Everything I said in my post about my dad was honest. But please don’t confuse my deep love and admiration for my genuinely wonderful parent with a full-hearted endorsement of the conservative evangelical community as a whole. If you know me, then you know that that is laughable. I am a political liberal with progressive social and economic values. I believe in love and inclusivity. I believe in equality. There is very little I can imagine that would make me vote for Donald Trump. I will always be an LGBT ally. I believe black lives matter. I am a feminist and totally unashamed to use that word to describe myself. I know it matters very little now, but I am a Bernie Sanders supporter and a democratic socialist.

But I don’t think I have to agree with someone on everything to love him or her deeply. One thing my family has learned through my depression is that God really made us all differently. To me, this shows how multi-faceted God is. If we are all made in his image, then how much understanding must God have–so much more than any one of us. I am NOT into arguing doctrine, and it is not my mission, purpose, or goal to persuade anyone about philosophical right and wrong. If we’re hanging out over a beer and start talking theology or politics, I’m in, but my blog is about acceptance. Acceptance of absolutely everyone who is struggling somehow with mental illness. Having personally felt trapped in a mold and unable to be myself during a difficult time in my life, I want you to know that here you will be loved and accepted for who you are, although I will not tolerate hatefulness toward others here with the same diligence with which I repeatedly beg each of you to treat yourself with love rather than hate.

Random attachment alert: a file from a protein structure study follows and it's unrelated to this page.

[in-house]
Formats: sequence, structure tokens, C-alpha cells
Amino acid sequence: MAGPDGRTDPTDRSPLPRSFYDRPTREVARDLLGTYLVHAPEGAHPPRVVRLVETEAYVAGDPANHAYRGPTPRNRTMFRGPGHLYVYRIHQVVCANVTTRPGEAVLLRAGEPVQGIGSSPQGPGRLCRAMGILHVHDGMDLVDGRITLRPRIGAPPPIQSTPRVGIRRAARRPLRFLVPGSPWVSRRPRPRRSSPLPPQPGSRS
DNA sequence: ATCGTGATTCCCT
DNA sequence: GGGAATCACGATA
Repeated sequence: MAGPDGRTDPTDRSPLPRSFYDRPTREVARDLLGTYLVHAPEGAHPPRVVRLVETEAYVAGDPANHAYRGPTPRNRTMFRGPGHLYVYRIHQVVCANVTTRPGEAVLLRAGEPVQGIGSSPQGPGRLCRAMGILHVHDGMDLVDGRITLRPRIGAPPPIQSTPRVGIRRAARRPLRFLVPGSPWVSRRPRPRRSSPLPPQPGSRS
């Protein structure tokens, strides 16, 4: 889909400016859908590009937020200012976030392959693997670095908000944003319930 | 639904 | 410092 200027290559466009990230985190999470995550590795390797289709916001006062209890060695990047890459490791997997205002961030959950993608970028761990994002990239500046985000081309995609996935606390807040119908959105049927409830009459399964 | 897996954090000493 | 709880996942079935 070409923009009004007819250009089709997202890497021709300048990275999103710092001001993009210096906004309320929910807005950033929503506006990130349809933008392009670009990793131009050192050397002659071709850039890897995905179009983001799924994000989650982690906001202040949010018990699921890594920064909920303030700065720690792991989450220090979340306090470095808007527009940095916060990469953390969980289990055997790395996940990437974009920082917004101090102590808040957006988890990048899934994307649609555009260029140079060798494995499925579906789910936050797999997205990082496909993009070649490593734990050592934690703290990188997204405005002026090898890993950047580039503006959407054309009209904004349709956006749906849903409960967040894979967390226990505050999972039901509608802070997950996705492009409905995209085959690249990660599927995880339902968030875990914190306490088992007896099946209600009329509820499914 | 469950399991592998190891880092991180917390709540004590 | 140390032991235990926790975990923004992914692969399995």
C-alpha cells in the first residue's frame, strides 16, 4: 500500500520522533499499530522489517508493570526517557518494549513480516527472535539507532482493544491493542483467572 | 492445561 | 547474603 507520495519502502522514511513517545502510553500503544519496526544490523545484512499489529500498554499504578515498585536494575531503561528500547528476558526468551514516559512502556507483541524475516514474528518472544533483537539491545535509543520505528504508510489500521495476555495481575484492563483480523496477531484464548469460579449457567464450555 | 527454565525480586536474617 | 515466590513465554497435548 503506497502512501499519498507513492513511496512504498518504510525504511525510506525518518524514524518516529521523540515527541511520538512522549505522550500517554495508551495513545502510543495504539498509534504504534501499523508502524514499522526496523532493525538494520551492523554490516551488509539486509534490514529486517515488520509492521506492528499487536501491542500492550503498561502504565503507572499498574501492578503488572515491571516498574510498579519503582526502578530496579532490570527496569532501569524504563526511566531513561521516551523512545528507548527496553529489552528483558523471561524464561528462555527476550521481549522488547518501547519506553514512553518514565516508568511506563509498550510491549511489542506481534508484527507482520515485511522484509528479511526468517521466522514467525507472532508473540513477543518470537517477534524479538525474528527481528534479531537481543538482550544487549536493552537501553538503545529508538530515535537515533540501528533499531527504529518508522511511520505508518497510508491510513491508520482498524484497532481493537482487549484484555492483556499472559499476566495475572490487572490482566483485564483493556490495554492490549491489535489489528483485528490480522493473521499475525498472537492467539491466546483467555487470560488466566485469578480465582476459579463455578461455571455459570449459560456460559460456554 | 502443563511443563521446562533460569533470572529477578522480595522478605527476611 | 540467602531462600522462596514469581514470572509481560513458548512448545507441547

None of this is news to some of you. But for my new readers, the ones who are here because of my dad, I want you to know what you’re in for if you stick around. To start, you are in for a lot about me–more than you probably want to know. Secondly, you won’t learn that much about my parents or sister here other than good things they have done for me. Like I said earlier, I feel protective of them and want to respect their privacy as much as I can while still being truthful and confessional. Everyone makes mistakes, but, from me concerning my family, you will hear about what I choose to remember and cherish–the good, the sacrifice, the love. Finally, here you will find honesty and sometimes ugliness. Mental illness is messy but you are beautiful. No matter who you are, what you believe, who you vote for, I will be here to support you if you are struggling with depression or caring for a depressed loved one. I will honestly tell you what I have experienced, how I have survived, and how I keep going despite my illness. So many people–my parents first among them–have helped me. The least I can do is share my story so that someone knows that he or she is not alone. You are not the only one who feels empty. You are not the only one weeping. You are not the only one desperate for a way out. I am one of many. I am a fighter, a survivor. You can be, too. I hope you stay and keep reading. I hope you find something useful here. I hope you know, if nothing else, that you are a unique being worthy of love and self-acceptance. Much love, happiness, and health to all of you.